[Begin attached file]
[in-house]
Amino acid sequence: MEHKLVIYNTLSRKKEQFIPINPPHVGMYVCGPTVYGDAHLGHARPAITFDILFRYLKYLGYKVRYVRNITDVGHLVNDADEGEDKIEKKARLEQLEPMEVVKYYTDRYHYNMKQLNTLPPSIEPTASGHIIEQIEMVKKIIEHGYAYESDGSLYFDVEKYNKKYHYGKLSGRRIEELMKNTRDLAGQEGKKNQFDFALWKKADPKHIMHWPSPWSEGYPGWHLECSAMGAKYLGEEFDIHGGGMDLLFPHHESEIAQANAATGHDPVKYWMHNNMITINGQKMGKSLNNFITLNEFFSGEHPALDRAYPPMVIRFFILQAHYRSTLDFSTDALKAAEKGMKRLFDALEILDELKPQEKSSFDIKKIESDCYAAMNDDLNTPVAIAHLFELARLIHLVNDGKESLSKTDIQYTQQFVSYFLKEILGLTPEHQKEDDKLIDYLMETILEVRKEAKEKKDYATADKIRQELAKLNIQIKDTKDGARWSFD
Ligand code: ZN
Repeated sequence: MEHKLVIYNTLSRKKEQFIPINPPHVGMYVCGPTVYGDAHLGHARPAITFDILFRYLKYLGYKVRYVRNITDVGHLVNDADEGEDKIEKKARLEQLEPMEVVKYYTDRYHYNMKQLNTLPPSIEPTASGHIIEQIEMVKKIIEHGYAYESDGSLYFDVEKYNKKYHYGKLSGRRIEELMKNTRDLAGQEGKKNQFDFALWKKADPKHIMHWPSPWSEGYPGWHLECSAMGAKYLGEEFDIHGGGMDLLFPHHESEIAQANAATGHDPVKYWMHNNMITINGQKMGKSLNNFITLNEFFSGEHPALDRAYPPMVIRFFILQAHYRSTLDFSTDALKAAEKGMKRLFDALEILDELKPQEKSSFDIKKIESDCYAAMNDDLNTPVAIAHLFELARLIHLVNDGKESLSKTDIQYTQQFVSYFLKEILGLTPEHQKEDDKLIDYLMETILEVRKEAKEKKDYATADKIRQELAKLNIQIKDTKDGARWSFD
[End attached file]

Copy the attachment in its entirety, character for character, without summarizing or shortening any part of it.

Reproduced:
[in-house]
Amino acid sequence: MEHKLVIYNTLSRKKEQFIPINPPHVGMYVCGPTVYGDAHLGHARPAITFDILFRYLKYLGYKVRYVRNITDVGHLVNDADEGEDKIEKKARLEQLEPMEVVKYYTDRYHYNMKQLNTLPPSIEPTASGHIIEQIEMVKKIIEHGYAYESDGSLYFDVEKYNKKYHYGKLSGRRIEELMKNTRDLAGQEGKKNQFDFALWKKADPKHIMHWPSPWSEGYPGWHLECSAMGAKYLGEEFDIHGGGMDLLFPHHESEIAQANAATGHDPVKYWMHNNMITINGQKMGKSLNNFITLNEFFSGEHPALDRAYPPMVIRFFILQAHYRSTLDFSTDALKAAEKGMKRLFDALEILDELKPQEKSSFDIKKIESDCYAAMNDDLNTPVAIAHLFELARLIHLVNDGKESLSKTDIQYTQQFVSYFLKEILGLTPEHQKEDDKLIDYLMETILEVRKEAKEKKDYATADKIRQELAKLNIQIKDTKDGARWSFD
Ligand code: ZN
Repeated sequence: MEHKLVIYNTLSRKKEQFIPINPPHVGMYVCGPTVYGDAHLGHARPAITFDILFRYLKYLGYKVRYVRNITDVGHLVNDADEGEDKIEKKARLEQLEPMEVVKYYTDRYHYNMKQLNTLPPSIEPTASGHIIEQIEMVKKIIEHGYAYESDGSLYFDVEKYNKKYHYGKLSGRRIEELMKNTRDLAGQEGKKNQFDFALWKKADPKHIMHWPSPWSEGYPGWHLECSAMGAKYLGEEFDIHGGGMDLLFPHHESEIAQANAATGHDPVKYWMHNNMITINGQKMGKSLNNFITLNEFFSGEHPALDRAYPPMVIRFFILQAHYRSTLDFSTDALKAAEKGMKRLFDALEILDELKPQEKSSFDIKKIESDCYAAMNDDLNTPVAIAHLFELARLIHLVNDGKESLSKTDIQYTQQFVSYFLKEILGLTPEHQKEDDKLIDYLMETILEVRKEAKEKKDYATADKIRQELAKLNIQIKDTKDGARWSFD